Doctor insights on:
Breastfeeding And Lochia
I had unprotected sex 4 weeks after my c section. I am breastfeeding and still have lochia. What are the chances of me being pregnant?
Breastfeeding is providing nutrition to an infant using breat milk either directly by infant latching and sucking on the nipple or by feeding via bottle with expressed breast milk (when baby has difficulty suckling). Breast milk is the best milk for any baby but ...Read more
6 weeks post op csection & exclusively breastfeeding 1st baby. Last lochia bleed at 4 wks. Now Bleeding bright redx5 days. Period or complication?
I'm 4 1/2 weeks postpartum via csection & i'm breastfeeding. 2wks ago my lochia was basically done then I started heavy & red & still going. Normal?
Heavy bleeding, pain: Lochia is normal after having a baby, regardless of vaginal delivery, c-section, breastfeeding or bottle. Heavier bleeding should settle down within 5-10 days of the birth, but lighter bleeding & discharge can continue for 4-6 weeks. Contact your OB or midwife if the heavy bleeding is enough to soak through a pad an hour, continues past 10 days, or if you have pain, fever or odor. ...Read more
Breastfeedin, not on BC, Irregular heavy bleeding wks 7-9 postpartum (after lochia ended) Occasional cramps and lasting a few days each time. Whats up?
No: Breastfeeding is not hard, but like learning to walk, takes some effort and practice. If you are contemplating breast feeding, see you baby's future pediatrician early in the 2nd trimester, for a breast exam and guidance tailored to you. Pediatricians will be working with you and baby, and it can be a great advantage to utilize their expertise proactively. ...Read moreSee 1 more doctor answer
Expectations: Great advice. I'll add that it can take a good month to get the hang of this new task. Many moms think they should be pros right away. If this sounds like you, adjust your expectations and give yourself time. Lactation consultants are also a great resource. ...Read moreSee 2 more doctor answers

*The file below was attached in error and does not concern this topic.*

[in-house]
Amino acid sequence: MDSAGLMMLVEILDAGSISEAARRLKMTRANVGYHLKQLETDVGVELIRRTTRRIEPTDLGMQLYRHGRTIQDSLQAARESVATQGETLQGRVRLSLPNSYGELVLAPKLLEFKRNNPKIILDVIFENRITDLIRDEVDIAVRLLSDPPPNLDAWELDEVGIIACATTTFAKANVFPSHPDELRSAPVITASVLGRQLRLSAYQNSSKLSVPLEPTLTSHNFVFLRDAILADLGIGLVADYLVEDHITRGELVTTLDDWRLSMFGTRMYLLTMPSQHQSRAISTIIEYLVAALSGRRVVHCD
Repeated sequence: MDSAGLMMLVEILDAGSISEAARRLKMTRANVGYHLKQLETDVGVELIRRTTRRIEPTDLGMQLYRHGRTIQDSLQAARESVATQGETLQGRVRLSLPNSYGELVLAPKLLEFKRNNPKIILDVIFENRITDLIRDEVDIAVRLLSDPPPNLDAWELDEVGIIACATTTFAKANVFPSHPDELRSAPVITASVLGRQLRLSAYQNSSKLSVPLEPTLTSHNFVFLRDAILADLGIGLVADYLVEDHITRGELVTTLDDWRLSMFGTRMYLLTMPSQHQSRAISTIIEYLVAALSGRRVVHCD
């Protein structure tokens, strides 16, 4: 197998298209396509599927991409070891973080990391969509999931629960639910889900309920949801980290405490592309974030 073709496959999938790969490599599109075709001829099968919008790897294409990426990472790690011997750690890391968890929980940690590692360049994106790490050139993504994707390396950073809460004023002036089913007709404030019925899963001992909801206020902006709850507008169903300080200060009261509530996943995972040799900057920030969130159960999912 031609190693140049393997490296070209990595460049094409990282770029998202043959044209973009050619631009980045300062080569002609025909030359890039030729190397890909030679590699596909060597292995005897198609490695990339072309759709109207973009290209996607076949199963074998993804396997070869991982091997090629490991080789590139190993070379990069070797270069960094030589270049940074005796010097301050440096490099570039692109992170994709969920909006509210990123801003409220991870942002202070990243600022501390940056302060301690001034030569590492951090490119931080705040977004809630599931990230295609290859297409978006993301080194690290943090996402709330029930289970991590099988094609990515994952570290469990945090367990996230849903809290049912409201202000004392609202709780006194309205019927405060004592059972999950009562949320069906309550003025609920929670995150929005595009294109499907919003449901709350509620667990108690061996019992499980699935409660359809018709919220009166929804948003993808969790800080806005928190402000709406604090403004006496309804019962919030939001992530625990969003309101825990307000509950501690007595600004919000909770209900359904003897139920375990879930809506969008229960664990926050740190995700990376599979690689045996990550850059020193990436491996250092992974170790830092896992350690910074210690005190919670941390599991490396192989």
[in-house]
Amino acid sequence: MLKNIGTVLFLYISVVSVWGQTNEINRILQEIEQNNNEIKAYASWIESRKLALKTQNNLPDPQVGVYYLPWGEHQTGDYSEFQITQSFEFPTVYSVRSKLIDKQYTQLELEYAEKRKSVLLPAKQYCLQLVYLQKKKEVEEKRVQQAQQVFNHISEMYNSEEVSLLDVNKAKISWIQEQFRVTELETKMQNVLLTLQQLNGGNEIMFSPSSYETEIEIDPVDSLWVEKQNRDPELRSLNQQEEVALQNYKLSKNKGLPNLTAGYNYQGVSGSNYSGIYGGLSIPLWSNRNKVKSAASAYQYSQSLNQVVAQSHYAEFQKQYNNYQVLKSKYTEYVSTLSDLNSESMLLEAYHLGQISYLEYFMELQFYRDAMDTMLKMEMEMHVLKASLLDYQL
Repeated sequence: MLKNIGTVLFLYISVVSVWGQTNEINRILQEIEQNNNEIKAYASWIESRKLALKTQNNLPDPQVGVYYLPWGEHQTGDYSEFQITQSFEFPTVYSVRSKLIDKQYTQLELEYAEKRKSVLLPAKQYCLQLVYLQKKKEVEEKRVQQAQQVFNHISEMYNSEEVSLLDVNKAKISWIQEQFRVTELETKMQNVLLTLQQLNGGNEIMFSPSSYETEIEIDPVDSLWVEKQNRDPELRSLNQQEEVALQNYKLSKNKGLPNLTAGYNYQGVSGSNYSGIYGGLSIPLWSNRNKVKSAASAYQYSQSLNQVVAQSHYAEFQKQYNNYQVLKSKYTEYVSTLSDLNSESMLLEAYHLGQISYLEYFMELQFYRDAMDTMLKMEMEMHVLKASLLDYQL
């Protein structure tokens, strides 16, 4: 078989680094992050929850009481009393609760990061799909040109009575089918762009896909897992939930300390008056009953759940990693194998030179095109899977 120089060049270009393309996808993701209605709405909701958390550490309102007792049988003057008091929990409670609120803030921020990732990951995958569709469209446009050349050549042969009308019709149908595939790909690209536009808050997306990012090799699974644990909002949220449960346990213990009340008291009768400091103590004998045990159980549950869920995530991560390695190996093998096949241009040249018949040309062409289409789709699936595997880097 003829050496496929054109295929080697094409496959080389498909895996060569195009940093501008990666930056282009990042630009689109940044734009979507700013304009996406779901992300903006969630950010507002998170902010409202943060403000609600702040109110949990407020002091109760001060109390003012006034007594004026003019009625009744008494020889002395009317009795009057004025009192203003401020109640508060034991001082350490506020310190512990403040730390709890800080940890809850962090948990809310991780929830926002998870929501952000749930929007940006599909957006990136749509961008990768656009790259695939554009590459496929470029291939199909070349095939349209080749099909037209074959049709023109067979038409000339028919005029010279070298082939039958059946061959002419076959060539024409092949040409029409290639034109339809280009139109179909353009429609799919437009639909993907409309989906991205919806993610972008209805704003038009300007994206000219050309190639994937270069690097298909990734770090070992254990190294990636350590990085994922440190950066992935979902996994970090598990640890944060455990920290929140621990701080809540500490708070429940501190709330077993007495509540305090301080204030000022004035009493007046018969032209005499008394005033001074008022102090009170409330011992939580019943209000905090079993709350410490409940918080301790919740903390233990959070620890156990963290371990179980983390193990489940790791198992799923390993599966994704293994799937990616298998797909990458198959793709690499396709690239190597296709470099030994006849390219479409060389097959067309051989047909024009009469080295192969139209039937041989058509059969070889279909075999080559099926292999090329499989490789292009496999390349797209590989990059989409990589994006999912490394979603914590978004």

No: Only if there are medical reasons to. If you discover you have an underlying medical problem (such as hiv) that can be transferred to your baby through breastmilk, it is wise to discontinue nursing. Certain medications may also enter the breastmilk and pose a health risk to your baby. Otherwise, unless physically or emotionally unable to, breastfeeding should be continued despite minor illness. ...Read moreSee 2 more doctor answers
Feeding when hungry: Breastfeeding on demand means tuning into a baby's hunger cues and feeding her when she starts "telling" you she is hungry. Look for alert periods, smacking lips, making sucking sounds, turning toward the breast, or sucking on her hand as hunger cues. Once a baby starts crying, she is usually really hungry. Breastfeeding on demand is a wonderful way to naturally build up a great milk supply. ...Read moreSee 1 more doctor answer
Why ?: Breast feeding is both nutrition and nurturing and a kid gets something from both.After 8 months,the nutritional superiority begins to fade as other foods are added.The nurturing may fill a need for you both, and you can take cues from baby on when to let go.If you have to chase baby down to feed,or the kid finished quickly and wants to leave, its time to wean.If not, continue. ...Read more